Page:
Public Demand Shouldn’t Be News to College
What the public now demand shouldnt be a surprise to colleges. I’ve previously written extensively about these topics. In 2017 I wrote …
“Colleges now have choices to make. Complaints about underfunding are rife. But if we re-examine our objectives, and think about how we deliver learning as micro classes, the tables are turned from the conventional model to something less conventional. Large classrooms aren’t needed as often. Teaching staff don’t necessarily need to come on campus each day as they can log on from any location. That means we can recruit staff from anywhere in the world, not just those that can commute to our campus.”
Some leaders responded by saying that the only way colleges could operate was by face to face teaching. Thankfully I think Covid has proved them wrong and I applaud those that have recently delivered quality learning online. We were told it wasn’t possible, would take years etc but it happened in weeks in many colleges.
In 2018 I wrote an article supporting BitDegrees and MicroDegrees. …
“We all know how long it takes to write and validate a degree. Years!
Commerce isn’t prepared to wait years. They identify skill needs and ideally want qualified people in weeks. They don’t want to wait until formal education catches up. And increasingly students are the same. They recognise a simple truth.”
“Formal education will make you a living; self-education will make you a fortune.”
It’s not just about taking degree level courses. Many evening classes and adult ed courses are leisure focused. In 2018 I wrote about a young Latvian who was running iPhone courses online. He’s been doing so since 2012 and as I write this has 57,859 members in his Facebook group. All have taken at least one course with him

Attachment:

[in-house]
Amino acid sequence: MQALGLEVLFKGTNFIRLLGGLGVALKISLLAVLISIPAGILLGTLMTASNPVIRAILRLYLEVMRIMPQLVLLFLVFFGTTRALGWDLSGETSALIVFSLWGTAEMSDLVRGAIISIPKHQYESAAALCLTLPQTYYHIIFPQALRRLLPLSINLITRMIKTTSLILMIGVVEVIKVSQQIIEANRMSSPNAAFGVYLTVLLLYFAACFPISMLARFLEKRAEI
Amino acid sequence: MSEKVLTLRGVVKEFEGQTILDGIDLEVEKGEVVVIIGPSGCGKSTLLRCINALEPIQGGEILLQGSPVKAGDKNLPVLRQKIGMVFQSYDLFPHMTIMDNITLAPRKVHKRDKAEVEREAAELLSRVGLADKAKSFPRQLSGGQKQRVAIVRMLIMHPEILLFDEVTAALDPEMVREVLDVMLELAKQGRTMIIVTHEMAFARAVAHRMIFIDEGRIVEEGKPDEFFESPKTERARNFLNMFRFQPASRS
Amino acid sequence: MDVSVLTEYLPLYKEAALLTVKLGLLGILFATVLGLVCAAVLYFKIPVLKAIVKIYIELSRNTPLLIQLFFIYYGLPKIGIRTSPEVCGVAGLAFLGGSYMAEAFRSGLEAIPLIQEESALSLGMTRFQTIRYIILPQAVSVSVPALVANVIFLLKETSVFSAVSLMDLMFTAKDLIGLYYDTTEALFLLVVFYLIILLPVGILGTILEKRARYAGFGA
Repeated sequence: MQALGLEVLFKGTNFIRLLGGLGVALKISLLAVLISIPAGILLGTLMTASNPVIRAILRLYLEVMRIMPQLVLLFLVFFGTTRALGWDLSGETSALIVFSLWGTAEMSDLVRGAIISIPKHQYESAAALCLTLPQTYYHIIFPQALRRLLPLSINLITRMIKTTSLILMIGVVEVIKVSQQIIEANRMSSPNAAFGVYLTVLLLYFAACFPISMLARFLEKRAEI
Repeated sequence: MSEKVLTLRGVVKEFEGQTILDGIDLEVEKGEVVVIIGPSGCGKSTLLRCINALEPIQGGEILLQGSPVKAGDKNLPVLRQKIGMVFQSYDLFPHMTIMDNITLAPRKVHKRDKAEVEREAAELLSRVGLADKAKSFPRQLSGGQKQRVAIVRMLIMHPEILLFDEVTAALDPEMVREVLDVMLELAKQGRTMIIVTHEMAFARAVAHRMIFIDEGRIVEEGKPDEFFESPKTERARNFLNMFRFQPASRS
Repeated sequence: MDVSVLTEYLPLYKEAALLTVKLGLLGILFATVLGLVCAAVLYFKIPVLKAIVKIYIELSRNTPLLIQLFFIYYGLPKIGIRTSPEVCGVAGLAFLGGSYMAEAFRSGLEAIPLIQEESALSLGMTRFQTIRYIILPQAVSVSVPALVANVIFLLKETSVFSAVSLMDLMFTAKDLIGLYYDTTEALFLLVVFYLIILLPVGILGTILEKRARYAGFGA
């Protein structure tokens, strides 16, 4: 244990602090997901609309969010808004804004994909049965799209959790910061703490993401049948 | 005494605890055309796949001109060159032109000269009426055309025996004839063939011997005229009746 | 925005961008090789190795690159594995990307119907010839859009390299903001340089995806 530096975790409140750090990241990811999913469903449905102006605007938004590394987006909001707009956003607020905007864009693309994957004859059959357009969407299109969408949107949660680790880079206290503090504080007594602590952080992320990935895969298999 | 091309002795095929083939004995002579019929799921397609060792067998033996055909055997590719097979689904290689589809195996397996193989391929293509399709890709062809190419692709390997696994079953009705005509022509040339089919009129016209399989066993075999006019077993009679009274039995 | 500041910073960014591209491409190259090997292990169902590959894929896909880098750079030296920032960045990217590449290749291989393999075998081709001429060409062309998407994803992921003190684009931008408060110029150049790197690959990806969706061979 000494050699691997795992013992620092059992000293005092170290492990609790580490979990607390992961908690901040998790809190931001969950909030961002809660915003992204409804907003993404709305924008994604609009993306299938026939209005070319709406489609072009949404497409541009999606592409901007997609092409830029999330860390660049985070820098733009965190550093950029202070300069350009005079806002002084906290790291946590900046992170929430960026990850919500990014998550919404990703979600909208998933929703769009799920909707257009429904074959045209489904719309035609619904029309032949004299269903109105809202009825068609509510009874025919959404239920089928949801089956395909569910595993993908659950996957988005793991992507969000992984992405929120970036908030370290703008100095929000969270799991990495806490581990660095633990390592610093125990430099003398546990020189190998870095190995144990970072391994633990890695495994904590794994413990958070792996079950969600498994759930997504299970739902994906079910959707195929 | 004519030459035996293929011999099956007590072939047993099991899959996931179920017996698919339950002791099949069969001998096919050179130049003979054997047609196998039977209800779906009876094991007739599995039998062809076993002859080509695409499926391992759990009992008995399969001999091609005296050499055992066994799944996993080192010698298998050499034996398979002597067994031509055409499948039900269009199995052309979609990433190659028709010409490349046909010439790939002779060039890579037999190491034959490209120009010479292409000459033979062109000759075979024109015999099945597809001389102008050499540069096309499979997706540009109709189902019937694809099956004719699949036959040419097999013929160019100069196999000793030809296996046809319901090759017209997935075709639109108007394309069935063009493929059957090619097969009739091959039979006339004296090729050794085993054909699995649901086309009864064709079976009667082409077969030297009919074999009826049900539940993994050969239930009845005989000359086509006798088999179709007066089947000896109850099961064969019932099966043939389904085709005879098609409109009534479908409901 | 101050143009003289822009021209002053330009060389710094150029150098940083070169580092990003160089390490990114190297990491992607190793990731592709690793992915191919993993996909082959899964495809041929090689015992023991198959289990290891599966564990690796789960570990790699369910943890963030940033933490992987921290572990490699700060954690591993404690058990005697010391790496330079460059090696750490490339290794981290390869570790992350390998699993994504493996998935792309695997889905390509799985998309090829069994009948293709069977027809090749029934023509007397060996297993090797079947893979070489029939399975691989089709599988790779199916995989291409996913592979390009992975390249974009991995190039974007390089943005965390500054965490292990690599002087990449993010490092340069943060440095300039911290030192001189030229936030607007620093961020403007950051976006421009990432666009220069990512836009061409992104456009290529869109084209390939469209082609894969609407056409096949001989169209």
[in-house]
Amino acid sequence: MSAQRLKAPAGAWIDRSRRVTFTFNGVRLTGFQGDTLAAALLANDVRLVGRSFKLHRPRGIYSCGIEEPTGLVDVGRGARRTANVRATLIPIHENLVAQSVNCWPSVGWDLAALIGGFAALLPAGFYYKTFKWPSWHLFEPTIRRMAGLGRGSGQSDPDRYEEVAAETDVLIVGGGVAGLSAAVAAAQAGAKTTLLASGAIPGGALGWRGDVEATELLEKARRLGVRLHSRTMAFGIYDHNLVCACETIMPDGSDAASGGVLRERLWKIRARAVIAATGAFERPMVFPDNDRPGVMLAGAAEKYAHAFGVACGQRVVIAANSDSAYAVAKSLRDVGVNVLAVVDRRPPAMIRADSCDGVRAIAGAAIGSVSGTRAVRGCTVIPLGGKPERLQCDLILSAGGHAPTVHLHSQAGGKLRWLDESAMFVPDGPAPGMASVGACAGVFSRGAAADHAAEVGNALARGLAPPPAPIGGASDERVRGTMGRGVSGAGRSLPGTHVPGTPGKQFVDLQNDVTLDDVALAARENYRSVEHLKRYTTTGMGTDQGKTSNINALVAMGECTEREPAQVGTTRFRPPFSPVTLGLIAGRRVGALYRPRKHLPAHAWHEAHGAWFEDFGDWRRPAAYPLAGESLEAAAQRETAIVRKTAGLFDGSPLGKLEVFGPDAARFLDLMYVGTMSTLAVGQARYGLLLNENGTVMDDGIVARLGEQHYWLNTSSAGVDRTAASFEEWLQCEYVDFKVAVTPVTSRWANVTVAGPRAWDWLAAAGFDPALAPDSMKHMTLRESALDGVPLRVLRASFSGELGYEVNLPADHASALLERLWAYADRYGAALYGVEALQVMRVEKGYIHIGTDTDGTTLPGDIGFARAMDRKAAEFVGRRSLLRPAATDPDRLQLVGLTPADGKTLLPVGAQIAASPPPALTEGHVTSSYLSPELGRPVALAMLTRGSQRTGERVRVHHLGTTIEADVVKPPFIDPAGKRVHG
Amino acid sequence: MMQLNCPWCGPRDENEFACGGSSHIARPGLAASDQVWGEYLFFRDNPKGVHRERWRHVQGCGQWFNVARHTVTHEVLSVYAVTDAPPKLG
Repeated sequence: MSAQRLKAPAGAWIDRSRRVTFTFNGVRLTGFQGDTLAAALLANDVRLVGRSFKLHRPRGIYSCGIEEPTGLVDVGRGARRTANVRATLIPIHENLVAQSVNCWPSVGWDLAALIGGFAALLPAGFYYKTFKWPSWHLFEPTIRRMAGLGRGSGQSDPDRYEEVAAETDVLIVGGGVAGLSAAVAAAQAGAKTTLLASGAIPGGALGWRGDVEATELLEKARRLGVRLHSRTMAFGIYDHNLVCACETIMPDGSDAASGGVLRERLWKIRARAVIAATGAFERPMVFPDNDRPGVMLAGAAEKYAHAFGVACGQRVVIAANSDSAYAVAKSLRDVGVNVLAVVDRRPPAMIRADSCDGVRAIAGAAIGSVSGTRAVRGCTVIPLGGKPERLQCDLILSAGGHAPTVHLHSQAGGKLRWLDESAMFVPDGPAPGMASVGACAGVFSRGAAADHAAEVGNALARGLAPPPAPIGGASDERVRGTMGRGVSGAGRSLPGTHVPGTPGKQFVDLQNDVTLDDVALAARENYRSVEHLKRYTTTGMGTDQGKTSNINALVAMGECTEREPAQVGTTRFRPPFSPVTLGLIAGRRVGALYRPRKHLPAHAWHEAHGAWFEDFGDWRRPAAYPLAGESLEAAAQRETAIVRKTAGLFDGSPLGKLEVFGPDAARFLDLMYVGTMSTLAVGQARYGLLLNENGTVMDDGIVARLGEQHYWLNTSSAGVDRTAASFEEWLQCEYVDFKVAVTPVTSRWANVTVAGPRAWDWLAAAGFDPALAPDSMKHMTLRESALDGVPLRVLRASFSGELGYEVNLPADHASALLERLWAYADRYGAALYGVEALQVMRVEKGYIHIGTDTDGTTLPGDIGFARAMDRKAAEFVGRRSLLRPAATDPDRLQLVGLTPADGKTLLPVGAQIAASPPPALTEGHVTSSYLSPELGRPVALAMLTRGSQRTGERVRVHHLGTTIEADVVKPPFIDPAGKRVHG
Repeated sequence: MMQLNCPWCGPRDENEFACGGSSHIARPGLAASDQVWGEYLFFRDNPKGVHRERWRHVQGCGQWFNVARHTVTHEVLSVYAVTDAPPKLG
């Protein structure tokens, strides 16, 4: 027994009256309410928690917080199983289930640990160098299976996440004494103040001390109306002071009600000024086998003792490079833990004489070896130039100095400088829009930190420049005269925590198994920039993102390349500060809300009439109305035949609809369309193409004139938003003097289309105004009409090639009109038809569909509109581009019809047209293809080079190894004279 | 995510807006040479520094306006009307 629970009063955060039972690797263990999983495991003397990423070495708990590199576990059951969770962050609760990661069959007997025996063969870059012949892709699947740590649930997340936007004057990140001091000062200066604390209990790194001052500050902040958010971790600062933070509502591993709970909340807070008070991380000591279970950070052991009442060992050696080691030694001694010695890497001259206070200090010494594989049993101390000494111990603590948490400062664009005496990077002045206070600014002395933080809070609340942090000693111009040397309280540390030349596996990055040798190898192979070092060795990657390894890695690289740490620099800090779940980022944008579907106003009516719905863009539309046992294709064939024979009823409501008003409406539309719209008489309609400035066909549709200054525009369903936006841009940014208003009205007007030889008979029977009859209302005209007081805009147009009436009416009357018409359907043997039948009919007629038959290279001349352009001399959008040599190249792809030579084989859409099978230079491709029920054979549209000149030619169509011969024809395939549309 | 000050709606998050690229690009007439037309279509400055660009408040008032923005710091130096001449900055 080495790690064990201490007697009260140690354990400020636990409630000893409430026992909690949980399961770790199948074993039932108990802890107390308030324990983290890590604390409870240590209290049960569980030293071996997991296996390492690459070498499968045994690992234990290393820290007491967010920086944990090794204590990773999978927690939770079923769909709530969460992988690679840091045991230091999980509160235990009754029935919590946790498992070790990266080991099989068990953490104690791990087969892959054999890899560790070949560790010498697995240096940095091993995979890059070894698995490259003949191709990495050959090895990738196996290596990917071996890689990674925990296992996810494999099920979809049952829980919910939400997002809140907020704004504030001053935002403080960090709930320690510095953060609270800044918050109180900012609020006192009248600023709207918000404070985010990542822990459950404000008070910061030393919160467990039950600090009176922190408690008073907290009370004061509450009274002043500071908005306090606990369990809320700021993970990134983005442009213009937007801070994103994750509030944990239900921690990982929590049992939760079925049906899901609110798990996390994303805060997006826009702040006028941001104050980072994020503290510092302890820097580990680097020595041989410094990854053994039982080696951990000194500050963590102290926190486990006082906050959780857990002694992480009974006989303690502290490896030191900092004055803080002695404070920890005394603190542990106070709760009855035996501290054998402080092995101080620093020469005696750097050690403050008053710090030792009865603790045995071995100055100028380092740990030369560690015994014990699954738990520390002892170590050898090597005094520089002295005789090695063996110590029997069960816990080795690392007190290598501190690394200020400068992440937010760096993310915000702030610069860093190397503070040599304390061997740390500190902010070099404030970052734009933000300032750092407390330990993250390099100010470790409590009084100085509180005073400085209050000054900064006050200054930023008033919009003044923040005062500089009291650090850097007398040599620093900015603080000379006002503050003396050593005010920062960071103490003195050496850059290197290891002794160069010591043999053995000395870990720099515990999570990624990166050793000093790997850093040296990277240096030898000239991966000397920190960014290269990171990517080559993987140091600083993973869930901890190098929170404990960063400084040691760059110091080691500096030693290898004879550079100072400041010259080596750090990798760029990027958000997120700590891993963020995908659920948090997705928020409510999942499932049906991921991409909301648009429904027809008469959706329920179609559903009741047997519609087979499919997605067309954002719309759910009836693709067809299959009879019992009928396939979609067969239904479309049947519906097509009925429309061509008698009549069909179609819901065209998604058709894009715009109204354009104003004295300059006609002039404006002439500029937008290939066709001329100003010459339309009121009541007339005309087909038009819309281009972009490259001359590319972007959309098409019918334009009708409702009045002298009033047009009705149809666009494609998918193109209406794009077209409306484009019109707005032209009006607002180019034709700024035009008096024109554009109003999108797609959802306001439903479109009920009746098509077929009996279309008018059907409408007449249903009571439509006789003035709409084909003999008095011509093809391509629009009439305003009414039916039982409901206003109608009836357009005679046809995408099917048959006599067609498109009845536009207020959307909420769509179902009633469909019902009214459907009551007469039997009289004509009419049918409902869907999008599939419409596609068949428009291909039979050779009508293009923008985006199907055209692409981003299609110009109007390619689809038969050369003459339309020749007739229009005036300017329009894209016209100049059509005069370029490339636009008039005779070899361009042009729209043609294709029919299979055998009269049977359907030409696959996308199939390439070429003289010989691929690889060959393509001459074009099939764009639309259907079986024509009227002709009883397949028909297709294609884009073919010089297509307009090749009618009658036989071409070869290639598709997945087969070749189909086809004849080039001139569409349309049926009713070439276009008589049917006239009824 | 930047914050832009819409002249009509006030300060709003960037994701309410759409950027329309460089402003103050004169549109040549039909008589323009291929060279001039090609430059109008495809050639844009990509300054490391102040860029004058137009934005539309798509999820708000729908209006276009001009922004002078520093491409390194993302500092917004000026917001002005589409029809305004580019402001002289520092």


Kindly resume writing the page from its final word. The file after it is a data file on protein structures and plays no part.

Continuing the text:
I could continue to quote previous articles, but interested readers know they are easy to find online!
I’m delighted to say, I believe that adult learning is alive and well.
It’s true that the numbers enrolling on evening classes have dropped over the last decade and some college leaders blame funding. But I believe these people are taking a narrow view in believing that learning can only take place in colleges. It demonstrates a college being out of touch with customer needs and not keeping up with the times, it’s rarely a reflection of funding.
As for the public they don’t always recognise what they do as learning. My gardening group members are a prime example and, though my discussion with a handful of them can’t be construed as research, it’s indicative of the issue where surveys can easily misrepresent the situation in the most ludicrous of ways.
As I write this we have c4,000,000 UK employees furloughed. This represented a huge opportunity for colleges to offer online courses. Delivery costs are frequently minimal but I see very few colleges doing so. Google “free online courses” and the numbers run into millions.
The DfE Skills Toolkit contains just 13 courses, none of which are college based!
Admittedly they are restricted to digital and numeracy skills, but that almost makes it worse, and I have to ask why the public sector is so far behind public demand both now and previously.
Having checked my local colleges one has only accredited courses online, another seems to have none mentioned on their website, a third tells me to ring them for details (no one answers the phone!) and the last one only offers online courses if I live in certain parts of the country AND if I take an assessment.
None of them offer the courses that are in high demand and at least one has complained of adult ed underfunding. The reality is that many of us are happy to pay full cost, provided its good quality …. just like >57,000 iPhone course students do.
I leave it to colleges to take the pulse and determine if adult ed lives.
Stefan Drew, previously director of marketing at two FHE colleges and for over a decade has consulted with colleges, universities and private providers in the UK, Europe, Africa and the US.